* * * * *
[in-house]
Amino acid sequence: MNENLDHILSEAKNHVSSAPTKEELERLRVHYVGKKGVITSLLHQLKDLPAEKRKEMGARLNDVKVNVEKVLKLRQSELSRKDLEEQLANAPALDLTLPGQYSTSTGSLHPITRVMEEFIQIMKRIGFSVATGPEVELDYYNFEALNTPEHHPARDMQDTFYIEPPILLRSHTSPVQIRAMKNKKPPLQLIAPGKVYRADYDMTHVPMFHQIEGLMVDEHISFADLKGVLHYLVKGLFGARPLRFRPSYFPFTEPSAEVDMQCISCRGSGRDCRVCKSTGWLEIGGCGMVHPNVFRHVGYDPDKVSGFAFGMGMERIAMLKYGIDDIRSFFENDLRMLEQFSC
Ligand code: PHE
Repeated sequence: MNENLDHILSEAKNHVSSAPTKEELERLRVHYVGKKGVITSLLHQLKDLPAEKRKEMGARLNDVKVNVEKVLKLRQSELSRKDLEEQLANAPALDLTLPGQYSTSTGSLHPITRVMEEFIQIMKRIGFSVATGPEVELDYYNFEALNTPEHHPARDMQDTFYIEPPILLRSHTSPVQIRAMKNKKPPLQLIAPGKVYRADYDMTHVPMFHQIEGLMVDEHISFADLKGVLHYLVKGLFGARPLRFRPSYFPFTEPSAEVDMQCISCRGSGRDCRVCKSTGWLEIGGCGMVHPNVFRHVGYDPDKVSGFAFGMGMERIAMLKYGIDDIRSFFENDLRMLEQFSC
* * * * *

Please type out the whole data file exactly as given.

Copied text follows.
[in-house]
Amino acid sequence: MNENLDHILSEAKNHVSSAPTKEELERLRVHYVGKKGVITSLLHQLKDLPAEKRKEMGARLNDVKVNVEKVLKLRQSELSRKDLEEQLANAPALDLTLPGQYSTSTGSLHPITRVMEEFIQIMKRIGFSVATGPEVELDYYNFEALNTPEHHPARDMQDTFYIEPPILLRSHTSPVQIRAMKNKKPPLQLIAPGKVYRADYDMTHVPMFHQIEGLMVDEHISFADLKGVLHYLVKGLFGARPLRFRPSYFPFTEPSAEVDMQCISCRGSGRDCRVCKSTGWLEIGGCGMVHPNVFRHVGYDPDKVSGFAFGMGMERIAMLKYGIDDIRSFFENDLRMLEQFSC
Ligand code: PHE
Repeated sequence: MNENLDHILSEAKNHVSSAPTKEELERLRVHYVGKKGVITSLLHQLKDLPAEKRKEMGARLNDVKVNVEKVLKLRQSELSRKDLEEQLANAPALDLTLPGQYSTSTGSLHPITRVMEEFIQIMKRIGFSVATGPEVELDYYNFEALNTPEHHPARDMQDTFYIEPPILLRSHTSPVQIRAMKNKKPPLQLIAPGKVYRADYDMTHVPMFHQIEGLMVDEHISFADLKGVLHYLVKGLFGARPLRFRPSYFPFTEPSAEVDMQCISCRGSGRDCRVCKSTGWLEIGGCGMVHPNVFRHVGYDPDKVSGFAFGMGMERIAMLKYGIDDIRSFFENDLRMLEQFSC